We were tested in the past week.
The newsroom staff learned a new computer system for the third time in five years. That came a few weeks after we moved into a new email system. And then a new website.
At the same time staff members were doing hours of training for all of the new systems, they also were doing their best to keep their eyes on the ball by covering their assignments to bring you the news.
No one is complaining too loudly. Change is a fact of life in virtually every business, but even in a business as full of change as this one, it’s rare that so many changes come all at once. I commend these dedicated journalists for their diligence and dedication to working through challenges to bring you the news.
Thank you for your patience as we move quickly to master new programs and systems.
And thank you for your feedback on our new website.
We heard from many who had comments such as this one from a Columbus reader: “The new website is a significant improvement. It’s easier to navigate, more logical in where stories are posted, and easier to read. Great job. Thank you.”
Some readers who were on it as soon as the switch was flipped from the old to the new site at about 10:30 on Tuesday morning clearly were searching the site for favorite features and to give it a thorough test drive.
I heard from one reader several times as he raised one question after another about his specific interests.
We’re still fixing a few bugs here and there, such as “broken links” to past stories. In the weeks prior to launching the new website, members of the corporate digital team were “migrating” content from our old system to the new one, so that when you seek a story from weeks or months ago it will show up in the new system under the original link.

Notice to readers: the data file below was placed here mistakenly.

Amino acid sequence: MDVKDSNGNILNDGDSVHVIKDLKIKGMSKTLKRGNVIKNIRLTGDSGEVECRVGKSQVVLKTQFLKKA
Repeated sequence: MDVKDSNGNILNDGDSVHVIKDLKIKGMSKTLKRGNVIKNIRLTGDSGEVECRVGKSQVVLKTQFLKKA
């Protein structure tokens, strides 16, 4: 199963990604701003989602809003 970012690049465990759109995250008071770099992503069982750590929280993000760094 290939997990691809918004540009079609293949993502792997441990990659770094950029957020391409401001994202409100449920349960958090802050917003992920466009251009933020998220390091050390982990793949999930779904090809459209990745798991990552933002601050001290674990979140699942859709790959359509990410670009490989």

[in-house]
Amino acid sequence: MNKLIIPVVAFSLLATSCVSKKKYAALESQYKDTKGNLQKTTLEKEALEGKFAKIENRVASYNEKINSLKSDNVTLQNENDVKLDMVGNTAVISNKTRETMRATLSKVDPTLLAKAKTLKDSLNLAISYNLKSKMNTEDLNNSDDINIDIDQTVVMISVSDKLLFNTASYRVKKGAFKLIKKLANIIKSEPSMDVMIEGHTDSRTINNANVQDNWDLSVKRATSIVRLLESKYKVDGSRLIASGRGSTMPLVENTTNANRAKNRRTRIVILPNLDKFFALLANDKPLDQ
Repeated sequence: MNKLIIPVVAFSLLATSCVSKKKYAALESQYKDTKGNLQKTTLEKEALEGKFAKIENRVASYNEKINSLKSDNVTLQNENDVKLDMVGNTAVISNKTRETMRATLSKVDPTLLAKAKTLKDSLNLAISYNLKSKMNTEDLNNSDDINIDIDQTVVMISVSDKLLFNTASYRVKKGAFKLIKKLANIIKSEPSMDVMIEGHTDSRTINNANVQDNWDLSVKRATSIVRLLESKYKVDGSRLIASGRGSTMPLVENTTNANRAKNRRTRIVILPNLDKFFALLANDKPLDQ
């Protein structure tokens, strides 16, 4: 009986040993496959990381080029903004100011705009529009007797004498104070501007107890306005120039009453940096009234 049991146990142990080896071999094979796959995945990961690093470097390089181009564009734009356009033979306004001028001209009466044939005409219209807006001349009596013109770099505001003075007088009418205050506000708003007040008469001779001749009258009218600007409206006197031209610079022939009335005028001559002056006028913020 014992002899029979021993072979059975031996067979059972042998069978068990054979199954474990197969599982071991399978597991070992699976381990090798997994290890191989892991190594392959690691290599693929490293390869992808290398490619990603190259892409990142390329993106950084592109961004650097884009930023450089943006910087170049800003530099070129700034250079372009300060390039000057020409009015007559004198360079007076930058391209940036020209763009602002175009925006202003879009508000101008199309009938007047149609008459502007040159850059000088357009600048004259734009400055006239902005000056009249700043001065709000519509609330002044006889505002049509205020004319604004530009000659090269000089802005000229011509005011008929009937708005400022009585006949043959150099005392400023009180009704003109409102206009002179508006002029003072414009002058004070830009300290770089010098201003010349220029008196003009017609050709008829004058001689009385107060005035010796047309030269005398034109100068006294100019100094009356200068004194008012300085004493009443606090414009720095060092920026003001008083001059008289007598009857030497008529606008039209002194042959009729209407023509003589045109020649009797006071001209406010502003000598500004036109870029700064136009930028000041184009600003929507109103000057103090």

Sometimes, when moving thousands of electronic files containing thousands of stories, photos and videos, the links are broken. When we see those, or when you bring them to our attention, someone here seeks to restore the link, so we offer a big thank-you to those of you who have pointed out those glitches.
A few readers weren’t immediately seeing the link to the “e-edition,” which is the electronic replica of the print edition. The link to the e-edition is located at the top of the Dispatch.com home page, directly under the word “Dispatch” in the flag at the top of the page.
If you haven’t visited the e-edition lately, you should check out the e-edition extras that appear at the end of the Dispatch pages. These extras include additional national and international news, features, business news and, on some days, pages of stories about topics such as food and autos.
Because the e-edition is an exact replica of the printed paper, it reflects the news that was available at the time of our print deadlines. For those of you seeking the latest news — at any hour of the day or night — look to Dispatch.com for up-to-the-minute details.
Alan D. Miller is editor of The Dispatch.